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WEEK TEN

This week we continue with one of Burns’ earliest but best-known songs – ‘Green Grow The Rashes’ – which he set down, apart from the last verse, in his Commonplace Book in August 1784. The last verse, probably added in Edinburgh, is a boon to any chiel proposing The Toast to the Lassies. The second song is Burns at his Nationalist-best as he laments those who sold out Scotland’s Liberty in 1707.

GREEN GROW THE RASHES

Chorus:
Green grow the rashes, O;
Green grow the rashes, O;
The sweetest hours that e'er I spend,
Are spent amang the lasses, O.

There's nought but care on ev'ry han',
In ev'ry hour that passes, O;
What signifies the life o' man,
An' 'twere na for the lasses, O.
Green grow, etc

The warly race may riches chase,
An' riches still may fly them, O;
An' tho' at last they catch them fast,
Their hearts can ne'er enjoy them, O.
Green grow, etc

But gie me a canny hour at e'en,
My arms about my Dearie, O;
An' warly cares an' warly men,
May a' gae tapsalteerie, O!
Green grow, etc

For you sae douse, ye sneer at this,
Ye're nought but senseless asses, O;
The wisest Man the warl' saw,
He dearly lov'd the lasses, O.
Green grow, etc

Auld Nature swears, the lovely Dears
Her noblest work she classes, O;
Her prentice han' she try'd on man,
An' then she made the lasses, O.
Green grow, etc

Footnote:   An early song, he set it down in his Commonplace-Book in August 1784.

SUCH A PARCEL OF ROGUES IN A NATION

Gaberlunzie - Scots Independent CD
Click here to listen to this song in Real Audio by Gaberlunzie

Fareweel to a' our Scottish fame,
Fareweel our ancient glory;
Fareweel ev'n to the Scottish name,
Sae fam'd in martial story.
Now Sark rins over Solway sands,
An' Tweed rins to the ocean,
To mark where England's province stands-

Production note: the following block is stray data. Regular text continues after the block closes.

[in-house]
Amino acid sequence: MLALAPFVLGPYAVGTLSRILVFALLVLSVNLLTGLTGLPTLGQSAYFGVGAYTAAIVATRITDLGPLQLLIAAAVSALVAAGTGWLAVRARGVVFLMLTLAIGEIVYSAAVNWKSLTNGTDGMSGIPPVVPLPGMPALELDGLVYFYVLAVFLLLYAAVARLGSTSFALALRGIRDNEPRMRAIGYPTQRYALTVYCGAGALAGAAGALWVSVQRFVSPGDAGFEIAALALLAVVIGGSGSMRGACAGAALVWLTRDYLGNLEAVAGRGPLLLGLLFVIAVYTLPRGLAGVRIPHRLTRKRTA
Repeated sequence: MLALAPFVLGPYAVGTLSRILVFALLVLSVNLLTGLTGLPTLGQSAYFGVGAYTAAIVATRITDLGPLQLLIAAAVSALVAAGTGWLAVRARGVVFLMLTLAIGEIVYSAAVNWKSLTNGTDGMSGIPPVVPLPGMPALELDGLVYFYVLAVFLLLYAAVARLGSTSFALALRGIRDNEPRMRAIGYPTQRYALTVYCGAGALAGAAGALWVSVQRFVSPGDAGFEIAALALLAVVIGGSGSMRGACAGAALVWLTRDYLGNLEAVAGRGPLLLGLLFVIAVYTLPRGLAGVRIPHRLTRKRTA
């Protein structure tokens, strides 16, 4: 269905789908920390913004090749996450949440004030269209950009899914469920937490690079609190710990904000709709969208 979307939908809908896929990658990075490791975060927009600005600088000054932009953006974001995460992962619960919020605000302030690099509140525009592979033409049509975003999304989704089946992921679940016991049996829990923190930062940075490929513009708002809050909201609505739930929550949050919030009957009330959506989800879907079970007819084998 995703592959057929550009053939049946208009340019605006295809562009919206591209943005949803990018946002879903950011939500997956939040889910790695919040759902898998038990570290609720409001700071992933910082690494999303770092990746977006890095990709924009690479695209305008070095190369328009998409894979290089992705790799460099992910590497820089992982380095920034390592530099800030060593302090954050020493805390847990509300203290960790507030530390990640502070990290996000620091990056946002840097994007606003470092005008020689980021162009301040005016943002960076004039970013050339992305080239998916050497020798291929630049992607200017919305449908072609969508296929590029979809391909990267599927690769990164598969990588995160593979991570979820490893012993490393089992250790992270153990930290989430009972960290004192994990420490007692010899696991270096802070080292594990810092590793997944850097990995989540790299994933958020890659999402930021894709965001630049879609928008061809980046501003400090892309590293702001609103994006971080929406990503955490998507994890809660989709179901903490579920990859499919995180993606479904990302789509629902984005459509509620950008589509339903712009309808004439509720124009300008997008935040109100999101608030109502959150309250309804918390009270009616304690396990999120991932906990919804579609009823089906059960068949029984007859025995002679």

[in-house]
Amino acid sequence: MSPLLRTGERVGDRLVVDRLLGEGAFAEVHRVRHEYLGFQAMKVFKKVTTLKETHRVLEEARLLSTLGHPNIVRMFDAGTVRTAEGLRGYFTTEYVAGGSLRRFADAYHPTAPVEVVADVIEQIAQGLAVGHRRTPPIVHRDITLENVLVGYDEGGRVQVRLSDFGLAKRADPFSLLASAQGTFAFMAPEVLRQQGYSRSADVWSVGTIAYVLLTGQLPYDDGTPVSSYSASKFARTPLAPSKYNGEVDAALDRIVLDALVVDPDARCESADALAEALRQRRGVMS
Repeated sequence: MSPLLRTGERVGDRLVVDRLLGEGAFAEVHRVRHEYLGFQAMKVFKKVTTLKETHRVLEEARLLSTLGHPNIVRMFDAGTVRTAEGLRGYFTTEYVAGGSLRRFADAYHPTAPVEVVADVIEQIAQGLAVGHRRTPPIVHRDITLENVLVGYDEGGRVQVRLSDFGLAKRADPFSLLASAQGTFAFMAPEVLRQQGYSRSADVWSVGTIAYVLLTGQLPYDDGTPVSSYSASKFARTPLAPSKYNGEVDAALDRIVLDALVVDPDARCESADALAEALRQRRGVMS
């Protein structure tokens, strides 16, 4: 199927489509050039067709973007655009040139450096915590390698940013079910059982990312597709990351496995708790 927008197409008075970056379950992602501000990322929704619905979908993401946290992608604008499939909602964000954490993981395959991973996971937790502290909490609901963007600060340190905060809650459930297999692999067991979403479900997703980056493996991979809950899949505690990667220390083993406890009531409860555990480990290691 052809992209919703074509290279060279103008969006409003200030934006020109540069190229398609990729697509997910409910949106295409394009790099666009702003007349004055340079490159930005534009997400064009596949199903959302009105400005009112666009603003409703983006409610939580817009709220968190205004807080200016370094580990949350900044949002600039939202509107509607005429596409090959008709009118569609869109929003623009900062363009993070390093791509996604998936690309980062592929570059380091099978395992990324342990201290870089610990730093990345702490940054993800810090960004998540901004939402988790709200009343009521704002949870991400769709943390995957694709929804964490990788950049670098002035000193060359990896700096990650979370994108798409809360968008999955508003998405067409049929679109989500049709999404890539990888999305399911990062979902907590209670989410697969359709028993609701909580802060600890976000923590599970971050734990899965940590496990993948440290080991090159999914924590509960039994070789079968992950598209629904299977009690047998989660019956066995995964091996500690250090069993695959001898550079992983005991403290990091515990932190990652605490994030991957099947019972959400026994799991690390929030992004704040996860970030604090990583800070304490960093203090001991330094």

Such a parcel of rogues in a nation!

What force or guile could not subdue,
Thro' many warlike ages,
Is wrought now by a coward few,
For hireling traitor's wages.
The English stell we could disdain,
Secure in valour's station;
But English gold has been our bane-
Such a parcel of rogues in a nation!

O would, or I had seen the day
That Treason thus could sell us,
My auld grey head had lien in clay,
Wi' Bruce and loyal Wallace!
But pith and power, till my last hour,
I'll mak this declaration;
We're bought and sold for English gold-
Such a parcel of rogues in a nation!

Footnote:  The Act of Union between Scotland and England came into force on 1st May 1707. As this anti-Union song by Robert Burns points out the Union was brought about by bribery and corruption. There was also a military threat, as England's General Wade sat on their side of the Border ready to invade if The Three Estates vote had gone against the incorporating Union. I happily raise a glass to 'The cassin o the Wanchancie Covenant!' ( see Scots Sayings in Scots Language Feature ).

                                                                                              Return to A Burns Collection 

 


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